The protagonist (Alan Clay) suffers a frustrating impasse inside the King’s new business complex, as he and his IT team wait for a chance to make their big pitch to sell the Arabs a holographic teleconferencing product. Meanwhile they’re stuck in a tent, largely ignored, without food and without wi-fi.  During this seemingly endless delay, Alan begins to fall apart. We are privy to flashback after flashback of guilt, shame, and failure.

He’s not a happy guy. And neither are we, suffering along with him. Along the way, we are reminded of the disembowelment of our economy by handing over all our work to cheap labor outside the country. There is a strong section about PPG Glass losing the new Freedom Tower contract to China, who manages to get the work Alan and his crew were after, too. Eggers manages to fit this into the story without making it shout editorial interruption.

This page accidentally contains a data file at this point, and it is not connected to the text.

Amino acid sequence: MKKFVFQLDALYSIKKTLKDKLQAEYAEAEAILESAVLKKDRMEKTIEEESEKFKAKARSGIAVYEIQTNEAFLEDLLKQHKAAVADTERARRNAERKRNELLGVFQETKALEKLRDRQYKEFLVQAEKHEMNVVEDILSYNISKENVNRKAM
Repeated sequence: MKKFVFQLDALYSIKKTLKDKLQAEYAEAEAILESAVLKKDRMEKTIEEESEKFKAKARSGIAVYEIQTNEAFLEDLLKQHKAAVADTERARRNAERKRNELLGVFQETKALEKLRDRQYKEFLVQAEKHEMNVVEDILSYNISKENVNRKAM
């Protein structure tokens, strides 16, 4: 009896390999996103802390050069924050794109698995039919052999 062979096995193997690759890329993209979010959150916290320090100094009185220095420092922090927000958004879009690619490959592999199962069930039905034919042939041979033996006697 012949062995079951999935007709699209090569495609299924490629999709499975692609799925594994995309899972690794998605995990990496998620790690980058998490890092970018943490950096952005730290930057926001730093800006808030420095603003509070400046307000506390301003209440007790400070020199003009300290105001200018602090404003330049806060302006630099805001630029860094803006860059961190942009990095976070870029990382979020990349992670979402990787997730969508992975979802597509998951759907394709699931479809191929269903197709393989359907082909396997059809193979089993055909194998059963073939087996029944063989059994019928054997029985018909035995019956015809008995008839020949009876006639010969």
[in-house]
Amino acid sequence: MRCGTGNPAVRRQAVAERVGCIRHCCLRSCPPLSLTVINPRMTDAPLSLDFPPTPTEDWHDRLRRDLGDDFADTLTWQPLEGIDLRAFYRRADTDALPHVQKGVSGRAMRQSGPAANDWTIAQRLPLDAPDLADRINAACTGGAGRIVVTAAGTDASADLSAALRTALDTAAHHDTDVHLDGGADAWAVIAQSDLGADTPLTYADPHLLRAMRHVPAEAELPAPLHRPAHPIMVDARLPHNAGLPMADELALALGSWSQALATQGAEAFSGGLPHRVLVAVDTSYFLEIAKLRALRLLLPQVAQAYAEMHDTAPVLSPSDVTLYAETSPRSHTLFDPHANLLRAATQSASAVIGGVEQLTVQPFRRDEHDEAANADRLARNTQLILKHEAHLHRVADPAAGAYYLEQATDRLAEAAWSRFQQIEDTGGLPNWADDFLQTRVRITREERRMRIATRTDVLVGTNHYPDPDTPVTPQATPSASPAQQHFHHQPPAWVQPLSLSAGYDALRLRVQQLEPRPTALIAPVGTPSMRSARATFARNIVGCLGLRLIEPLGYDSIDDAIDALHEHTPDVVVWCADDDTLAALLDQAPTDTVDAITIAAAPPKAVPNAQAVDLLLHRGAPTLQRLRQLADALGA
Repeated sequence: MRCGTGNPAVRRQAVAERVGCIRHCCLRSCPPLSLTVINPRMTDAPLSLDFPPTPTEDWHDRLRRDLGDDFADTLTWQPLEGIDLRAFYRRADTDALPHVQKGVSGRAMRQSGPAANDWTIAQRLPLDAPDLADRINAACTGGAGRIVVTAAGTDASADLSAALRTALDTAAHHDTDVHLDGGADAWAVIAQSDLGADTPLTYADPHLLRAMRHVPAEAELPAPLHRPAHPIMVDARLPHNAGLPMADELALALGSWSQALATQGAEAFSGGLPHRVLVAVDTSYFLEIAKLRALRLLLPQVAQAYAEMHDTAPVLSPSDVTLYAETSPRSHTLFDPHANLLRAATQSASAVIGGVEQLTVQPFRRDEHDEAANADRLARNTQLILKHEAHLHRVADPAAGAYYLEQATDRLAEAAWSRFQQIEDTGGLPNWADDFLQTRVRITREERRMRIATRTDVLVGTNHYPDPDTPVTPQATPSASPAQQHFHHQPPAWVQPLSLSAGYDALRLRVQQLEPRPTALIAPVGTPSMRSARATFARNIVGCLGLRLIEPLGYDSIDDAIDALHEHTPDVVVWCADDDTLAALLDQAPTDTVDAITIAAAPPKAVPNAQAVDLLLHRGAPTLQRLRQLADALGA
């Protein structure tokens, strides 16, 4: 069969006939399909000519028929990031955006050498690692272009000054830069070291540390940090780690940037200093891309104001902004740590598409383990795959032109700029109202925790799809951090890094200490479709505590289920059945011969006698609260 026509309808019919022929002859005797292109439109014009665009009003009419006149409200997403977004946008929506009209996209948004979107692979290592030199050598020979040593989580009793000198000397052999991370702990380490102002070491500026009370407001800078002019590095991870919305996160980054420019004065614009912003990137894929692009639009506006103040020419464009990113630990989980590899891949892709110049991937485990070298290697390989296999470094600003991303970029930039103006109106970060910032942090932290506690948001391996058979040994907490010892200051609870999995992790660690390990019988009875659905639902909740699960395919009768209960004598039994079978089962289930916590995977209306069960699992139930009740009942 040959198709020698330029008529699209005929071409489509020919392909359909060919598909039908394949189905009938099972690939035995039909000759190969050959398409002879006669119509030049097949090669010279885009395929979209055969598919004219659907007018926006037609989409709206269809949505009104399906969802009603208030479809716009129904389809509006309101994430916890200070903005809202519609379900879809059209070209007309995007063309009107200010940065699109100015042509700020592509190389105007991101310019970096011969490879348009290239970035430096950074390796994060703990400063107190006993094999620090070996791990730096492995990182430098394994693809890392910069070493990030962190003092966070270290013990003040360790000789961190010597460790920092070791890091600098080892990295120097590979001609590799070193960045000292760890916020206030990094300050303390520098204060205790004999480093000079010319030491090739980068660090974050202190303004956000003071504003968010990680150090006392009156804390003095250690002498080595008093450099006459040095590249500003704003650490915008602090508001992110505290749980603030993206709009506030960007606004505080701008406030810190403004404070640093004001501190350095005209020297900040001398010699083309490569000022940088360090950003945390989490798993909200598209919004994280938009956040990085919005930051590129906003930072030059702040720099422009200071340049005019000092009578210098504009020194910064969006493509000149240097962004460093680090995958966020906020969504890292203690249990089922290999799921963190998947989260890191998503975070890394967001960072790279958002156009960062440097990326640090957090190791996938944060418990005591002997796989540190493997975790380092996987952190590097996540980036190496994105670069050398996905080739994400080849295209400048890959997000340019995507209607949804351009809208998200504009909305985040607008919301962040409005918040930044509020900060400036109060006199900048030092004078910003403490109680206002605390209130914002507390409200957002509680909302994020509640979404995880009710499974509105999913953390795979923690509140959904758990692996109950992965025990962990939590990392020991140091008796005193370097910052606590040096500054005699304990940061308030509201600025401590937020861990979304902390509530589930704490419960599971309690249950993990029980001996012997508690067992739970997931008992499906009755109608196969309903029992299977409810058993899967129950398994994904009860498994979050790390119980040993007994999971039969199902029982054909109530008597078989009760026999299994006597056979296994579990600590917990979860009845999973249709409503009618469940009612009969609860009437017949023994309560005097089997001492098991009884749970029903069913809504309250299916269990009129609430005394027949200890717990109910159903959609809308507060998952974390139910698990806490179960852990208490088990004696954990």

Alan’s history of failure with the dying American bike company, Schwinn, is put in contrast to his new dreams as an IT salesman who helps wire the New Arabia. So we have mechanical vs. electronic, the tangible vs. ethereal.

Alan can’t seem to do much right. Two seductive ladies fall for him (we don’t know why), and he can’t handle that either. Can’t perform. One of them is a doctor who surgically excavates the cyst on his spine. Little goes right for them. As she eventually says, “it’s all very sad.”

At the end where we are dropped off, it appears as if finagling a job with the King’s “start-up” business will be his last chance saloon. His last chance to build something to save himself. He’s a man without a country. With a hole in his back.

The movie, however, has things end on a happier note.